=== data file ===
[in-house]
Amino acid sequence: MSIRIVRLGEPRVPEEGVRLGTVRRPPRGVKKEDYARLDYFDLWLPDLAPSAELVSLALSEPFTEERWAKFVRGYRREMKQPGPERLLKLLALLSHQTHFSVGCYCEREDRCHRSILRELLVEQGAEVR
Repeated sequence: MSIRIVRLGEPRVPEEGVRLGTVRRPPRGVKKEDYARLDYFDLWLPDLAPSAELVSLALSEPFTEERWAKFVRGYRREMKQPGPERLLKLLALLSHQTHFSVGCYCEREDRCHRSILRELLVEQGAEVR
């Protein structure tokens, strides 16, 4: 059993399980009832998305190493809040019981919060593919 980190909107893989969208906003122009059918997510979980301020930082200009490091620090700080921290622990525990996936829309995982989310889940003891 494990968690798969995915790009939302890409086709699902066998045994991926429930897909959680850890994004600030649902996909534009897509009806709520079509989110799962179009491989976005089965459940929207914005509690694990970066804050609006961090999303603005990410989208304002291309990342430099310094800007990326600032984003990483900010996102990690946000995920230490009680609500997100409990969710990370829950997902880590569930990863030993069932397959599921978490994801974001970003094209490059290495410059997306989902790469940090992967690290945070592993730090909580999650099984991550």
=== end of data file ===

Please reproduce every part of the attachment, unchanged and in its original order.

[in-house]
Amino acid sequence: MSIRIVRLGEPRVPEEGVRLGTVRRPPRGVKKEDYARLDYFDLWLPDLAPSAELVSLALSEPFTEERWAKFVRGYRREMKQPGPERLLKLLALLSHQTHFSVGCYCEREDRCHRSILRELLVEQGAEVR
Repeated sequence: MSIRIVRLGEPRVPEEGVRLGTVRRPPRGVKKEDYARLDYFDLWLPDLAPSAELVSLALSEPFTEERWAKFVRGYRREMKQPGPERLLKLLALLSHQTHFSVGCYCEREDRCHRSILRELLVEQGAEVR
């Protein structure tokens, strides 16, 4: 059993399980009832998305190493809040019981919060593919 980190909107893989969208906003122009059918997510979980301020930082200009490091620090700080921290622990525990996936829309995982989310889940003891 494990968690798969995915790009939302890409086709699902066998045994991926429930897909959680850890994004600030649902996909534009897509009806709520079509989110799962179009491989976005089965459940929207914005509690694990970066804050609006961090999303603005990410989208304002291309990342430099310094800007990326600032984003990483900010996102990690946000995920230490009680609500997100409990969710990370829950997902880590569930990863030993069932397959599921978490994801974001970003094209490059290495410059997306989902790469940090992967690290945070592993730090909580999650099984991550």